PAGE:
Belonging and Inclusion Summit

Student Life Belonging and Inclusion Summit

Save the Date: Wednesday, October 26, 2022

The Ohio Union

More information to come.

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“Cultivating a Community Committed to Equity-Minded Practices”

Wednesday, January 19, 2022 | Virtual

10 a.m. – 2:45 p.m.

The Student Life Belonging and Inclusion Summit is a half-day experience for staff to engage with peers, practices and reflection centered in diversity, equity, and inclusion. The inaugural Summit: “Cultivating a Community Committed to Equity-Minded Practices” is intentionally designed for Student Life staff to expand their own awareness of self; to develop skills and tools for equity-minded reflection and practice; and to strengthen the culture of care for staff and students.

As we continue to grapple and overcome multiple inequities magnified by the COVID-19 pandemic and grow together as a the Office of Student Life, it is imperative that we commit to understanding and creating work environments that foster equitable and thriving participation of all groups and seek to address issues of oppression, privilege and power. To do this, we must offer ourselves and each other care, being thoughtful and considerate as we move forward in our vision, mission, and strategic goals.

 

Recordings and Resources for Continued Learning

Thank you for engaging with us at the inaugural Student Life Belonging and Inclusion Summit.

To view the Summit’s recordings and resources for continued learning, please visit go.osu.edu/slbisummitresourcesStudent Life Staff access only.

 


Keynote Speaker: Dr. Shaun Harper

“Cultivating a Community Committed to Equity-Minded Practices”

Shaun Harper, PhD is an American scholar and racial equity expert in the United States of America. He also is one of the most highly ranked, cited, quoted, and prolific professors in the field of racial education. Harper is the Clifford and Betty Allen Professor at the University of Southern California Rossier School of Education, and the Executive Director of the USC Race and Equity Center. He spent a decade at the University of Pennsylvania, where he had tenure as a professor and founding executive director of the Center for the Study of Race & Equity in Education. He is best known for his extensive research on topics such as gender and race in social and educational contexts, equity trends and climate issues on college campuses, Black and Latino male student success in urban high schools and in universities/colleges, college student engagement, and intercollegiate athletics.

He has published 12 books and over 100 peer-reviewed journal articles as well as other academic publications and has received more than $12 million in research grants and contracts. Some of his books include “Closing the Opportunity Gap: Identity-Conscious Strategies for Retention and Student Success” (2016), “Advancing Black Male Student Success From Preschool Through Ph.D.” (2015), “Student Services: A Handbook for the Profession” (2010), and “Student Engagement in Higher Education: Theoretical Perspectives and Practical Approaches for Diverse Populations” (2014). Harper’s research has been cited in over 7,000 published studies. He is president of the Association for the Study of Higher Education and was previously a member of President Barack Obama’s My Brother’s Keeper Alliance Advisory Council. Harper has been recognized in Education Week as one of the 10 most influential professors in the field of education.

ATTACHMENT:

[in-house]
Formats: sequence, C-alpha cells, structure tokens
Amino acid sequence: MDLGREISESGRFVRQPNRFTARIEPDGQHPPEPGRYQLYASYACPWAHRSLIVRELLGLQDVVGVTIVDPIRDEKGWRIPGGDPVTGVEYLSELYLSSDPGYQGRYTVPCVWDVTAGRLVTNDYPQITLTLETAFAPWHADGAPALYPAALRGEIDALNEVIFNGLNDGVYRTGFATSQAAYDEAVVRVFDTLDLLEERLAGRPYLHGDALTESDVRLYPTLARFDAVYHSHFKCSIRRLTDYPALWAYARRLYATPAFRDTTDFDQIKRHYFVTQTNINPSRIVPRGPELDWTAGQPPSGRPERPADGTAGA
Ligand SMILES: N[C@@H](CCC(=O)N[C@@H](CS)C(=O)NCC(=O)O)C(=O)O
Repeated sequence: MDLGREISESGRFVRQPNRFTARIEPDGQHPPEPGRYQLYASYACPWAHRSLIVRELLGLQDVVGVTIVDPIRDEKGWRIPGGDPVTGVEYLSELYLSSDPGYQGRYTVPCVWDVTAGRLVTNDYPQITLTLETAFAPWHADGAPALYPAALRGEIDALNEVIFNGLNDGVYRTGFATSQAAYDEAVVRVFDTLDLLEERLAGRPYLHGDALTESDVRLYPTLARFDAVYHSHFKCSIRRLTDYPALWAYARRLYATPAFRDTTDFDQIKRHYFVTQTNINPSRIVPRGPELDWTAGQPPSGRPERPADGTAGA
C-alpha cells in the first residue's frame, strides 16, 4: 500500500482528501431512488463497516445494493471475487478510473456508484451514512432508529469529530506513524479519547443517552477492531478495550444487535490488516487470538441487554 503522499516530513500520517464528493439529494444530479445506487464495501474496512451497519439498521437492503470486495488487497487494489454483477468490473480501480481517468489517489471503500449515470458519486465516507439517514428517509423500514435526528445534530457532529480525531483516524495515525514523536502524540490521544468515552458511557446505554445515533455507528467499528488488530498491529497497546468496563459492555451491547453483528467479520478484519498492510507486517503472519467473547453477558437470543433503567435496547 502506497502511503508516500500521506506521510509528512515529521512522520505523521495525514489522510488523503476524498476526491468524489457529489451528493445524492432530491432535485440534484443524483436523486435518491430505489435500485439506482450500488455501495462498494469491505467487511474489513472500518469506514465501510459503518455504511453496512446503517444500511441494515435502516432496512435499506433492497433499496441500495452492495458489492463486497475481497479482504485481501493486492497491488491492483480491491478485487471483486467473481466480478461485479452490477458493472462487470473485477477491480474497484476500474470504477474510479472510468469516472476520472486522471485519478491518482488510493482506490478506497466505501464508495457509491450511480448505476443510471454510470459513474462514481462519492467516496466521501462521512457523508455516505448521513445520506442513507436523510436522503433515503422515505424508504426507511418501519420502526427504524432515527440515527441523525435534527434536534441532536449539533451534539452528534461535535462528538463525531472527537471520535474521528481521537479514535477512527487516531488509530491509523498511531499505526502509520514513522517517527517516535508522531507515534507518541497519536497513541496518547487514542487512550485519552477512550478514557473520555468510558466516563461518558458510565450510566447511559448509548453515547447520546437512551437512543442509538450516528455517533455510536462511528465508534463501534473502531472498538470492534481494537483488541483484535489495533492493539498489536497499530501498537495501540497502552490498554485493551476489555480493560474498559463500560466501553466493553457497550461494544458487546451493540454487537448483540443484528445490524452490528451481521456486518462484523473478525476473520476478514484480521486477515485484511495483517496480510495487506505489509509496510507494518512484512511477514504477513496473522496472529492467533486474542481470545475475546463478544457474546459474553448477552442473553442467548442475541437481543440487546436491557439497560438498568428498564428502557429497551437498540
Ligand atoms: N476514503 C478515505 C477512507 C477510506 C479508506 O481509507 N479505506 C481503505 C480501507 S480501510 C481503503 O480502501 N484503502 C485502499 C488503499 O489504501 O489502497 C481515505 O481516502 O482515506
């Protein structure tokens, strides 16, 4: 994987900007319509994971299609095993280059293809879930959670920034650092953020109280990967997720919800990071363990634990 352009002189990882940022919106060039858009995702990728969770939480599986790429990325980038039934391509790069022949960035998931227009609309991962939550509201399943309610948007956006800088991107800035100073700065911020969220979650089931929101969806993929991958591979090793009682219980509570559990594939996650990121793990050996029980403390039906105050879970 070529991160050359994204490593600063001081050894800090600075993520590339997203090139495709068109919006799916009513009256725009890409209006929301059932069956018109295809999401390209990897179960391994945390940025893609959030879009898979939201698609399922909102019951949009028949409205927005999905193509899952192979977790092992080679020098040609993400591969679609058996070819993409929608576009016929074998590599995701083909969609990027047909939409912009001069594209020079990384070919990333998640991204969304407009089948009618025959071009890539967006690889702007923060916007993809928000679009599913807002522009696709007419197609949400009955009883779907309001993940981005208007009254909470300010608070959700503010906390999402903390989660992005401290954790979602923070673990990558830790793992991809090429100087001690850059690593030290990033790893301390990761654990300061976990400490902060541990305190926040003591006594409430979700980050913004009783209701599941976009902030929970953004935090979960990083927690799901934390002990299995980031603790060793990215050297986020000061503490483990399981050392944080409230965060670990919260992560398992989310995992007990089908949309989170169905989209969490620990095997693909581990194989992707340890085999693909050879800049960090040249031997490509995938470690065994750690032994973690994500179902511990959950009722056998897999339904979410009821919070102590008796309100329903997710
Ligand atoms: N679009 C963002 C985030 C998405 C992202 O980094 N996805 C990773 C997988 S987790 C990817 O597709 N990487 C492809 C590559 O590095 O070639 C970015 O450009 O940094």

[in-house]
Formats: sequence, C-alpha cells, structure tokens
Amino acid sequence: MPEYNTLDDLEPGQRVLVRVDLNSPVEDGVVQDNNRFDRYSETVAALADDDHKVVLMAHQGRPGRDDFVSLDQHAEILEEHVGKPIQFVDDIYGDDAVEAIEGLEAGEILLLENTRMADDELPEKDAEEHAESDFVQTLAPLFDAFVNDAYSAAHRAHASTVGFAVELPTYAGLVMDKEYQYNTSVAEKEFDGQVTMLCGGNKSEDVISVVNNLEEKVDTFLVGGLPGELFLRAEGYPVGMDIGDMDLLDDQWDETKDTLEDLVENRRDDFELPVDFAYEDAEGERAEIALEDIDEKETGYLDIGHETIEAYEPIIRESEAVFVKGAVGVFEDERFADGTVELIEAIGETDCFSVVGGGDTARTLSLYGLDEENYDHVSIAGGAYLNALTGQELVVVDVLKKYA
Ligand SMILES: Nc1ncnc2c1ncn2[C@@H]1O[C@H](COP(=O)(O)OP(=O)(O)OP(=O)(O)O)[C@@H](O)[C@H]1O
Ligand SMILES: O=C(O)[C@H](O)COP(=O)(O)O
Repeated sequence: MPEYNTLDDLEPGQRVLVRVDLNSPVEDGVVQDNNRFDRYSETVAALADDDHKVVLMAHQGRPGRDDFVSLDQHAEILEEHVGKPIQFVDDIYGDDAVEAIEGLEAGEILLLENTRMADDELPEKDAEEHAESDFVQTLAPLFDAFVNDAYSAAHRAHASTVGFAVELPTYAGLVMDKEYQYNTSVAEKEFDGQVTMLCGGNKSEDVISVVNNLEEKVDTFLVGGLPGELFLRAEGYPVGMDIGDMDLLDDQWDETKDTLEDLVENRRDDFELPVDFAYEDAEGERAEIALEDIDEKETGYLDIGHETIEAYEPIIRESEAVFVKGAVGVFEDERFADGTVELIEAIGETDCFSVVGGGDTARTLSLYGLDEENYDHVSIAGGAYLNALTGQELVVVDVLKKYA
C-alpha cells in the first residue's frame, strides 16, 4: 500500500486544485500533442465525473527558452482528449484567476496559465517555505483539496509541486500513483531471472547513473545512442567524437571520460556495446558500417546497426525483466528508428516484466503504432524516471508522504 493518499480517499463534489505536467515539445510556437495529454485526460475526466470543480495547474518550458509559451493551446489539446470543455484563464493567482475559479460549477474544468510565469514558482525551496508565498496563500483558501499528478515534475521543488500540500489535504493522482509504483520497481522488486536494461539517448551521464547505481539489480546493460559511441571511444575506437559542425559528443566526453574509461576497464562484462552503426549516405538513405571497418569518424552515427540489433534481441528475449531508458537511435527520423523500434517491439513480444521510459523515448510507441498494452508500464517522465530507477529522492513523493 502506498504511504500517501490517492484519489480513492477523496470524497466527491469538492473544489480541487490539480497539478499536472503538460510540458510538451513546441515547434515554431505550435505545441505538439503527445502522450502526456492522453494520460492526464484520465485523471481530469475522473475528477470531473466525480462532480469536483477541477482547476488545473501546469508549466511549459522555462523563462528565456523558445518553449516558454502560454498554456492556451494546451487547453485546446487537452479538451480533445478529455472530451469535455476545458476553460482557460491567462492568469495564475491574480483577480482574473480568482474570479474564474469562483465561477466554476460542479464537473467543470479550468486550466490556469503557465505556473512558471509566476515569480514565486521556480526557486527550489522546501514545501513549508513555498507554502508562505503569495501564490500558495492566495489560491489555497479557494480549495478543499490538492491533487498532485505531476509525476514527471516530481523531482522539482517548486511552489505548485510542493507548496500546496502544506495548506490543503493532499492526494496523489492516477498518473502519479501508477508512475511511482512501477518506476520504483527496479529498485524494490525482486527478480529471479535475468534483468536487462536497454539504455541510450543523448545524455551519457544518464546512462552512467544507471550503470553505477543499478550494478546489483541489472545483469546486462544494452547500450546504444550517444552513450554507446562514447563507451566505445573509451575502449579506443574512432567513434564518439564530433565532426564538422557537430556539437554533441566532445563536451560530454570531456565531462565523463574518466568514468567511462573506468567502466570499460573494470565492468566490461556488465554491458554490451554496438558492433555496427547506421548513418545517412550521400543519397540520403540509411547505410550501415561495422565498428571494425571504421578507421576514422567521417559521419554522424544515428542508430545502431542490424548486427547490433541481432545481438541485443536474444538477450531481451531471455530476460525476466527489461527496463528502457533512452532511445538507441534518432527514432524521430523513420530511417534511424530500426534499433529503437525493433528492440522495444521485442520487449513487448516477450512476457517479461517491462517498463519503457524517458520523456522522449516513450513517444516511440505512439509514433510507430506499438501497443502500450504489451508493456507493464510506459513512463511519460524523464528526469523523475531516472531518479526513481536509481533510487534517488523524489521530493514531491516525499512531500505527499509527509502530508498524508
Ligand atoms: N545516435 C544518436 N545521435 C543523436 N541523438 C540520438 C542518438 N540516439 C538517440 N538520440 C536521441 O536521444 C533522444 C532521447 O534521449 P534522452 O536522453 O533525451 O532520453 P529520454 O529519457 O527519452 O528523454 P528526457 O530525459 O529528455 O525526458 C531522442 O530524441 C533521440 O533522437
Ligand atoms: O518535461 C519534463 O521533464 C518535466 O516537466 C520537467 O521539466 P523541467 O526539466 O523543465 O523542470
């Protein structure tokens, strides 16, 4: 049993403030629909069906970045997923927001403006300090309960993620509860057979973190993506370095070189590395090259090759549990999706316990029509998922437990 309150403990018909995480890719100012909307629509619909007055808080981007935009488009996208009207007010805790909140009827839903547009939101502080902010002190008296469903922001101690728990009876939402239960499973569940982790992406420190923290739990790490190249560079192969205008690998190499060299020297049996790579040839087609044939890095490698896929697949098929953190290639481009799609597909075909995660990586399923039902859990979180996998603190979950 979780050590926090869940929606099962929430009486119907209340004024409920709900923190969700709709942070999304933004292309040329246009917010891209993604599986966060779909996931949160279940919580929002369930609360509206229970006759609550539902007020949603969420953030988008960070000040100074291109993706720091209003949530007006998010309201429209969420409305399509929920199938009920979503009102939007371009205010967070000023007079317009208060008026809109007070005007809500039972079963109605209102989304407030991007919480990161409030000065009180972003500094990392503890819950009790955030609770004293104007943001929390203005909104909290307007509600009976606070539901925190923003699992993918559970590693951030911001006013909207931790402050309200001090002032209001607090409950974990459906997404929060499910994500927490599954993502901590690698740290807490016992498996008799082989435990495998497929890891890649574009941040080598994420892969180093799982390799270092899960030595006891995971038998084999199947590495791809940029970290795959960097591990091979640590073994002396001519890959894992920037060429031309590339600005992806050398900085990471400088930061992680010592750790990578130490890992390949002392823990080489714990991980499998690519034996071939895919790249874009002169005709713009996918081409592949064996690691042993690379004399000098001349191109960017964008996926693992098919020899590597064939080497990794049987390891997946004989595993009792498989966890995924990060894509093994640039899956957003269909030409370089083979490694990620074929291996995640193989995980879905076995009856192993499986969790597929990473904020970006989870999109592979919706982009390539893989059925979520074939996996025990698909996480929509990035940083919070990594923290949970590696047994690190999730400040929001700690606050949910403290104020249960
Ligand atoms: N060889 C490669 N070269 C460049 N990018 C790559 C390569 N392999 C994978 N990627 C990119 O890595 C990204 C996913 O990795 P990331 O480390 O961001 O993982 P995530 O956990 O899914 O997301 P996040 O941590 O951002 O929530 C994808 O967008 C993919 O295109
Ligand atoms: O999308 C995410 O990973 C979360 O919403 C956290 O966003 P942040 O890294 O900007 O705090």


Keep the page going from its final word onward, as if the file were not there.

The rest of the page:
Program Sessions (January 2022)

Program Sessions I

Title: Tempered Radicalism as a Strategy for Change

Presenter: Todd Suddeth, PhD

Abstract: Tempered radicals are "individuals who identify with and are committed to their organizations, and are also committed to a cause, community, or ideology that is fundamentally different from, and possibly at odds with the dominant culture of their organization". The purpose of this session will be to present information about this strategy for change and how to effectively sustain this practice while acknowledging the challenges of this role at work.

Core Content Area(s): 2

Target Audience(s):

  • Assistant/Associate Directors
  • Directors/Managers/Supervisors
  • New Professionals/Graduate Associates


Title:
 Intercultural Competence

Presenter: Michaela Dengg

Abstract: This interactive session will teach attendees basic principles and skills of intercultural competence and consider ways to apply them in their everyday life. Attendees can then put their newly learned skills to work in an intercultural exercise.

Core Content Area(s): 1

Target Audience(s): All Student Life Staff

 

Title: An Interactive Workshop on Designing Accessible and Inclusive Programs

Presenter: Cheryl Lyons, Kelly Bonice

Abstract: How do we ensure that the programs and events we plan are accessible and inclusive for individuals of all abilities? Attendees of this workshop should have one specific program or event that they are connected to in mind. Attendees will learn about some best practices and resources for inclusive design and then will workshop in small groups to apply the principles to their programs to come up with ideas on how the event could be planned to be more inclusively.

Core Content Area(s): 2

Target Audience(s): All Student Life Staff

 

Title: Identity-Conscious Supervision in Student Affairs: An Applied Model

Presenter: Anna Wagner

Abstract: This presentation will introduce the Identity Conscious Supervision in Student Affairs Model (Brown, Desai and Elliot, 2020) as well as a variety of models for assessing your current supervision relationships and workplace models. Participants will also engage in reflection about their own supervision style and set application goals for developing a more identity-conscious approach to supervision.

Core Content Area(s): 2 and 3

Target Audience(s): All Student Life Staff

 

Title: Why Wellness Matters: Exploring the 9 Dimensions, Health Equity, and Self-Care